Nonfiction > Jacob A. Riis > The Battle with the Slum > Page 102
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Jacob A. Riis (1849–1914).  The Battle with the Slum.  1902.

Page 102
 
of men had time to climb down the fire-escape. When the police were gone they came back. We surprised them all in bed.
  Like most of the other tenements we have come across on our trip, these were double-deckers. That is the type of tenement that is responsible for the crowding that till now has gone on unchecked. For twenty years it has been replacing the older barracks everywhere, as fast as they rotted or were torn down.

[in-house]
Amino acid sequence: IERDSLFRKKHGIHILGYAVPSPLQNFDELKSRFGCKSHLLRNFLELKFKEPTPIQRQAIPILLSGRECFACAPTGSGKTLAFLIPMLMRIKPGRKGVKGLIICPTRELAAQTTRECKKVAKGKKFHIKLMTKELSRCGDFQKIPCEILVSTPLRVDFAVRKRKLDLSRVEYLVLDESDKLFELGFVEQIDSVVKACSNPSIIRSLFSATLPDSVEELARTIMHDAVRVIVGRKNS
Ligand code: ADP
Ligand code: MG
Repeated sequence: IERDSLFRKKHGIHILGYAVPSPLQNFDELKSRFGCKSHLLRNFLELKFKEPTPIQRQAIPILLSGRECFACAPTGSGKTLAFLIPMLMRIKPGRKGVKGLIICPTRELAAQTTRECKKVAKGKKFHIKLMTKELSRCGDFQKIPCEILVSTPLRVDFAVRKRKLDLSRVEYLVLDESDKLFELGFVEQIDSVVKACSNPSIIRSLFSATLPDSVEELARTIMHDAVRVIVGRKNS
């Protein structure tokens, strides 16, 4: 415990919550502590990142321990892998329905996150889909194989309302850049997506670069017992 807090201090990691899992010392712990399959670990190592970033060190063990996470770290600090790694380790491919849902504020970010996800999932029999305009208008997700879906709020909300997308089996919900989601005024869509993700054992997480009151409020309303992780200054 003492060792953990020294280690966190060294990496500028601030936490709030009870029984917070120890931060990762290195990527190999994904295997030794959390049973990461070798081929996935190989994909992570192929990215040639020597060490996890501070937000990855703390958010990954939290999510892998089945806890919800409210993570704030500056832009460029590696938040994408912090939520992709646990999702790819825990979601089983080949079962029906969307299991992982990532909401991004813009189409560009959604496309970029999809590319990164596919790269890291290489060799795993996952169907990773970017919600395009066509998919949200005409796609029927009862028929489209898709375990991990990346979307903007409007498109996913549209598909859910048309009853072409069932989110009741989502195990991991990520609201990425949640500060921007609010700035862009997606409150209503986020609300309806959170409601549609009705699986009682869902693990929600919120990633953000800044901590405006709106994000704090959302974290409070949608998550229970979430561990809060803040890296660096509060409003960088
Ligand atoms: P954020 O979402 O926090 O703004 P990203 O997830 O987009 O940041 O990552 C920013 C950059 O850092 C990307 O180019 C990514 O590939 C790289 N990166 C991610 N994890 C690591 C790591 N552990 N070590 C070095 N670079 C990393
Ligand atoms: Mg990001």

This double-decker was thus described by the Tenement House Commission of 1894: “It is the one hopeless form of tenement construction. It cannot be well ventilated, it cannot be well lighted; it is not safe in case of fire. It is built on a lot 25 feet wide by 100 or less in depth, with apartments for four families in each story. This necessitates the occupation of from 86 to 90 per cent of the lot’s depth. The stairway, made in the centre of the house, and the necessary walls and partitions reduce the width of the middle rooms (which serve as bedrooms for at least two people each) to 9 feet each at the most, and a narrow light and air shaft, now legally required in the centre of each side wall, still further lessens the floor space of these middle rooms. Direct light is only possible for the rooms at the front and rear. The middle rooms must borrow what light they can from dark hallways,

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